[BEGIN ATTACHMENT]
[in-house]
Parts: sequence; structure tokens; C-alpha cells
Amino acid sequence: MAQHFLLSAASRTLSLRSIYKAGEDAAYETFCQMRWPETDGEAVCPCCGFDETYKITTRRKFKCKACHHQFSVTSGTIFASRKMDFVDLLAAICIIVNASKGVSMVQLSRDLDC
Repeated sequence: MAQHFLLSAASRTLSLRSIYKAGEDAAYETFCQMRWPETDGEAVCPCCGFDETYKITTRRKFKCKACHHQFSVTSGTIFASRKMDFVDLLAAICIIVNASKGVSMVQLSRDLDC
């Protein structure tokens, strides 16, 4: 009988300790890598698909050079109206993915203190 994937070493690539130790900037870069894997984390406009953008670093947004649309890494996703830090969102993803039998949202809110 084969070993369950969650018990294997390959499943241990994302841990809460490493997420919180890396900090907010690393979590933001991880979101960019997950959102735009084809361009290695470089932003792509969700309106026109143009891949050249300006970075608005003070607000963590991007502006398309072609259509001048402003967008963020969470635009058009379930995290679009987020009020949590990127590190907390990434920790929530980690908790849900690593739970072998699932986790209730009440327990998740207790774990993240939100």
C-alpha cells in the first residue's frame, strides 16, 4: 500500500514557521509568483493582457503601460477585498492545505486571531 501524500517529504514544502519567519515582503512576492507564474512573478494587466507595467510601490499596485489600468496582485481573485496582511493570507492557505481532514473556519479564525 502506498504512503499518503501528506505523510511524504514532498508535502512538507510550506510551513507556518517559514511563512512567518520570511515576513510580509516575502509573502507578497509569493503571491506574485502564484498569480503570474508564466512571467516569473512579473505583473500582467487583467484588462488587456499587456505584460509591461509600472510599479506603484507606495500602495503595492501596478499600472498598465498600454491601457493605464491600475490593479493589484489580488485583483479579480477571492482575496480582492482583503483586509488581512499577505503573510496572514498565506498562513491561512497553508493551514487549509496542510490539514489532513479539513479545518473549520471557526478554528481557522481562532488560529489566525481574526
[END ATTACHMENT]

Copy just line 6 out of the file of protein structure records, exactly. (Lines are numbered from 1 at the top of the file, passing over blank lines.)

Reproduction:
C-alpha cells in the first residue's frame, strides 16, 4: 500500500514557521509568483493582457503601460477585498492545505486571531 501524500517529504514544502519567519515582503512576492507564474512573478494587466507595467510601490499596485489600468496582485481573485496582511493570507492557505481532514473556519479564525 502506498504512503499518503501528506505523510511524504514532498508535502512538507510550506510551513507556518517559514511563512512567518520570511515576513510580509516575502509573502507578497509569493503571491506574485502564484498569480503570474508564466512571467516569473512579473505583473500582467487583467484588462488587456499587456505584460509591461509600472510599479506603484507606495500602495503595492501596478499600472498598465498600454491601457493605464491600475490593479493589484489580488485583483479579480477571492482575496480582492482583503483586509488581512499577505503573510496572514498565506498562513491561512497553508493551514487549509496542510490539514489532513479539513479545518473549520471557526478554528481557522481562532488560529489566525481574526